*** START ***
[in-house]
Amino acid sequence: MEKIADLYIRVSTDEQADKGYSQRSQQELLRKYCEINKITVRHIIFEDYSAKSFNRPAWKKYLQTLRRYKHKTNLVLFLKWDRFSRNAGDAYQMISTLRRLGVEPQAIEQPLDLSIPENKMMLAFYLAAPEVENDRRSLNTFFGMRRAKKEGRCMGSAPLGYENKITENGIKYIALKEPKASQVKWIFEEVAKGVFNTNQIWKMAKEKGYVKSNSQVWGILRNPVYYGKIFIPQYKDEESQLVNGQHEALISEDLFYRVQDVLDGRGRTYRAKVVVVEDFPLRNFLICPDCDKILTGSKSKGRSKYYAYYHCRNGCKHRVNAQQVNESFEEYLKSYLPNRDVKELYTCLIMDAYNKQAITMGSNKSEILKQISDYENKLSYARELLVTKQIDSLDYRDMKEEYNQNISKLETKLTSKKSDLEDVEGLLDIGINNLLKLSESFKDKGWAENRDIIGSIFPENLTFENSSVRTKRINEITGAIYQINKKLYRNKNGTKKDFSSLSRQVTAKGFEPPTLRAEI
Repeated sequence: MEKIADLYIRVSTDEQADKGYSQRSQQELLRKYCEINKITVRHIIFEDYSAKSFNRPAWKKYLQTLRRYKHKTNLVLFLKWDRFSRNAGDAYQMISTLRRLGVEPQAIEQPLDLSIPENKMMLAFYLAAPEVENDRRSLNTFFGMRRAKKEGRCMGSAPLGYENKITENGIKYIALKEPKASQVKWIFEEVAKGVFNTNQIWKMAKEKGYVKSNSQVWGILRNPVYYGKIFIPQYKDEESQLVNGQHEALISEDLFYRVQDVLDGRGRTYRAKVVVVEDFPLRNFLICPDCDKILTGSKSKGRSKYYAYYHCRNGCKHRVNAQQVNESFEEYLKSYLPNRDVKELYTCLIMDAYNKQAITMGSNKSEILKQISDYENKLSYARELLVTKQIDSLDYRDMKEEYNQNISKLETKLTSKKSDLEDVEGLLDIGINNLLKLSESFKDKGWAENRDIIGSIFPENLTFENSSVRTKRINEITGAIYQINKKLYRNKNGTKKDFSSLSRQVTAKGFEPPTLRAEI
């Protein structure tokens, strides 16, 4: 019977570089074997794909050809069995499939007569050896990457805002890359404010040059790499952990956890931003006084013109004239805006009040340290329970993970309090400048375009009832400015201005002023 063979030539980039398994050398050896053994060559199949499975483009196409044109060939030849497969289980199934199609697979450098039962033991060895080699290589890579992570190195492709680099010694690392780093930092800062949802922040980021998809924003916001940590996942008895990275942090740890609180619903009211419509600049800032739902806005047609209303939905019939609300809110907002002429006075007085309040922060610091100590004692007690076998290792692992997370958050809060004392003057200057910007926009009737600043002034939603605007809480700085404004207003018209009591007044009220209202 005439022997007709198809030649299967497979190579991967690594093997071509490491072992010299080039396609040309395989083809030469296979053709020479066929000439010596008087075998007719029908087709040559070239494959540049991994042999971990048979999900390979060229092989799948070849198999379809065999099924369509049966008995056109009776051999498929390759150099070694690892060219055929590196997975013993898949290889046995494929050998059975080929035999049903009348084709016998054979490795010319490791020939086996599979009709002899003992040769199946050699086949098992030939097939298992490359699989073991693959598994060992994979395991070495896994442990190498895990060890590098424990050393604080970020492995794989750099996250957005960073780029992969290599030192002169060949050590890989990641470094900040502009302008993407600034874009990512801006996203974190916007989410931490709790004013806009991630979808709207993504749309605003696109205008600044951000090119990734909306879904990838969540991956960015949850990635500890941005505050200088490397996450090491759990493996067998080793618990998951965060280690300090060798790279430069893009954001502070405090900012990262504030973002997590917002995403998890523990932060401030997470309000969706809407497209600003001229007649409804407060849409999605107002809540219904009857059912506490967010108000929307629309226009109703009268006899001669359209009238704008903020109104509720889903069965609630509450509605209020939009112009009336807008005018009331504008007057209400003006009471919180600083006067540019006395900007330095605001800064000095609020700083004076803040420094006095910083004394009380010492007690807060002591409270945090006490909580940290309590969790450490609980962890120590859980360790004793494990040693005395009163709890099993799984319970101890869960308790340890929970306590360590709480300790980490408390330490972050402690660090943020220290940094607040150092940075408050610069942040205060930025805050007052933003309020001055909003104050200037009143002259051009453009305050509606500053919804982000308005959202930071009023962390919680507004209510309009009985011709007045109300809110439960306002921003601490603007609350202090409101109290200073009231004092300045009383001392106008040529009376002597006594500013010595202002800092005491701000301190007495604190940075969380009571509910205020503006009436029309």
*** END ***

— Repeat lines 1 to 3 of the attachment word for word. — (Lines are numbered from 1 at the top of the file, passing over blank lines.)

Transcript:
[in-house]
Amino acid sequence: MEKIADLYIRVSTDEQADKGYSQRSQQELLRKYCEINKITVRHIIFEDYSAKSFNRPAWKKYLQTLRRYKHKTNLVLFLKWDRFSRNAGDAYQMISTLRRLGVEPQAIEQPLDLSIPENKMMLAFYLAAPEVENDRRSLNTFFGMRRAKKEGRCMGSAPLGYENKITENGIKYIALKEPKASQVKWIFEEVAKGVFNTNQIWKMAKEKGYVKSNSQVWGILRNPVYYGKIFIPQYKDEESQLVNGQHEALISEDLFYRVQDVLDGRGRTYRAKVVVVEDFPLRNFLICPDCDKILTGSKSKGRSKYYAYYHCRNGCKHRVNAQQVNESFEEYLKSYLPNRDVKELYTCLIMDAYNKQAITMGSNKSEILKQISDYENKLSYARELLVTKQIDSLDYRDMKEEYNQNISKLETKLTSKKSDLEDVEGLLDIGINNLLKLSESFKDKGWAENRDIIGSIFPENLTFENSSVRTKRINEITGAIYQINKKLYRNKNGTKKDFSSLSRQVTAKGFEPPTLRAEI
Repeated sequence: MEKIADLYIRVSTDEQADKGYSQRSQQELLRKYCEINKITVRHIIFEDYSAKSFNRPAWKKYLQTLRRYKHKTNLVLFLKWDRFSRNAGDAYQMISTLRRLGVEPQAIEQPLDLSIPENKMMLAFYLAAPEVENDRRSLNTFFGMRRAKKEGRCMGSAPLGYENKITENGIKYIALKEPKASQVKWIFEEVAKGVFNTNQIWKMAKEKGYVKSNSQVWGILRNPVYYGKIFIPQYKDEESQLVNGQHEALISEDLFYRVQDVLDGRGRTYRAKVVVVEDFPLRNFLICPDCDKILTGSKSKGRSKYYAYYHCRNGCKHRVNAQQVNESFEEYLKSYLPNRDVKELYTCLIMDAYNKQAITMGSNKSEILKQISDYENKLSYARELLVTKQIDSLDYRDMKEEYNQNISKLETKLTSKKSDLEDVEGLLDIGINNLLKLSESFKDKGWAENRDIIGSIFPENLTFENSSVRTKRINEITGAIYQINKKLYRNKNGTKKDFSSLSRQVTAKGFEPPTLRAEI